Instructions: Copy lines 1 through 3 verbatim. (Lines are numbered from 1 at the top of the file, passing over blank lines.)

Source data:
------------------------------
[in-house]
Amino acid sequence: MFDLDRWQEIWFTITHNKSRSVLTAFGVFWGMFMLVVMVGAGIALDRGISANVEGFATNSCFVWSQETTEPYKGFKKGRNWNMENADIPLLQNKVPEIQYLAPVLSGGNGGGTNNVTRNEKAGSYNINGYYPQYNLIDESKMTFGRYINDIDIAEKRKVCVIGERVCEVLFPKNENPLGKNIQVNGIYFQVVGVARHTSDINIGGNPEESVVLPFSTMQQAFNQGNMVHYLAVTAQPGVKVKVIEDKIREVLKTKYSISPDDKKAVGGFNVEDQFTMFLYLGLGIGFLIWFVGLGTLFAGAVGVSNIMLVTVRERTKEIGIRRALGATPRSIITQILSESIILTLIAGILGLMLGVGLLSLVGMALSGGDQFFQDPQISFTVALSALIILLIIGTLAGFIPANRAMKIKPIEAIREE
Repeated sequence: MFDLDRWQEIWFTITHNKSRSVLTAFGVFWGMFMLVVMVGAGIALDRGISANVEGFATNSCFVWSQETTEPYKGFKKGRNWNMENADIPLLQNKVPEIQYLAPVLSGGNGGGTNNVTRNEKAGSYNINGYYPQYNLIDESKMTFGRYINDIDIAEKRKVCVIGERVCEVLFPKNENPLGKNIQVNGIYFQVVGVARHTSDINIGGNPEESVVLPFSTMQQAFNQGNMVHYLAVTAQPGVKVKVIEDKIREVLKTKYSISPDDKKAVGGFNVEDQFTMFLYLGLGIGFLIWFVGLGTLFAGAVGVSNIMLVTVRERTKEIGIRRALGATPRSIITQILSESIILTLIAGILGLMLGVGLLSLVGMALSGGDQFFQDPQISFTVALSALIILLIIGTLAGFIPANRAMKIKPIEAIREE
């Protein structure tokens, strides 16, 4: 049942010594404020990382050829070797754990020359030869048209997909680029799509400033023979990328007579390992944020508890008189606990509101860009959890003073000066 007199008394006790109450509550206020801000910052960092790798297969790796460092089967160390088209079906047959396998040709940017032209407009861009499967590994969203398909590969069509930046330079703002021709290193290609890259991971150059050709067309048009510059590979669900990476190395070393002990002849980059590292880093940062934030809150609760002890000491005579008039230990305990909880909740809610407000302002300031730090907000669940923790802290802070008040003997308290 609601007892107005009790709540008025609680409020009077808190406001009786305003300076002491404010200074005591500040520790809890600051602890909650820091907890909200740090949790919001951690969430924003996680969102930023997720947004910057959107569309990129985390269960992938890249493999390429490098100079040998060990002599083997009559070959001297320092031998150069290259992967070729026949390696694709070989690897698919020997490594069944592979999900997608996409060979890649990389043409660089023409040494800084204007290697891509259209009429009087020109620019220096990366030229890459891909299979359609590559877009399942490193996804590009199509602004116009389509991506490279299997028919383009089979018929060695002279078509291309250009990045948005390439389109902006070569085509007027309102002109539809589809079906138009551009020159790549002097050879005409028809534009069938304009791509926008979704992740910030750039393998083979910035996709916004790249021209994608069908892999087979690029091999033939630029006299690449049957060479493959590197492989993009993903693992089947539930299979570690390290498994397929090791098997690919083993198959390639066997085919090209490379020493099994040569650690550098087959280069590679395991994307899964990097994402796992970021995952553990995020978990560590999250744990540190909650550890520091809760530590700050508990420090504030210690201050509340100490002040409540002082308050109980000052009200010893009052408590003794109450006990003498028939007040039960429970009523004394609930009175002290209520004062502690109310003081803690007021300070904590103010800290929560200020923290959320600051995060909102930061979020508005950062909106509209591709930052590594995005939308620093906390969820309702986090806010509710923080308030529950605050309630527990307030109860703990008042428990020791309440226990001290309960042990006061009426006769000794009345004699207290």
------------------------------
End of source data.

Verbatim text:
[in-house]
Amino acid sequence: MFDLDRWQEIWFTITHNKSRSVLTAFGVFWGMFMLVVMVGAGIALDRGISANVEGFATNSCFVWSQETTEPYKGFKKGRNWNMENADIPLLQNKVPEIQYLAPVLSGGNGGGTNNVTRNEKAGSYNINGYYPQYNLIDESKMTFGRYINDIDIAEKRKVCVIGERVCEVLFPKNENPLGKNIQVNGIYFQVVGVARHTSDINIGGNPEESVVLPFSTMQQAFNQGNMVHYLAVTAQPGVKVKVIEDKIREVLKTKYSISPDDKKAVGGFNVEDQFTMFLYLGLGIGFLIWFVGLGTLFAGAVGVSNIMLVTVRERTKEIGIRRALGATPRSIITQILSESIILTLIAGILGLMLGVGLLSLVGMALSGGDQFFQDPQISFTVALSALIILLIIGTLAGFIPANRAMKIKPIEAIREE
Repeated sequence: MFDLDRWQEIWFTITHNKSRSVLTAFGVFWGMFMLVVMVGAGIALDRGISANVEGFATNSCFVWSQETTEPYKGFKKGRNWNMENADIPLLQNKVPEIQYLAPVLSGGNGGGTNNVTRNEKAGSYNINGYYPQYNLIDESKMTFGRYINDIDIAEKRKVCVIGERVCEVLFPKNENPLGKNIQVNGIYFQVVGVARHTSDINIGGNPEESVVLPFSTMQQAFNQGNMVHYLAVTAQPGVKVKVIEDKIREVLKTKYSISPDDKKAVGGFNVEDQFTMFLYLGLGIGFLIWFVGLGTLFAGAVGVSNIMLVTVRERTKEIGIRRALGATPRSIITQILSESIILTLIAGILGLMLGVGLLSLVGMALSGGDQFFQDPQISFTVALSALIILLIIGTLAGFIPANRAMKIKPIEAIREE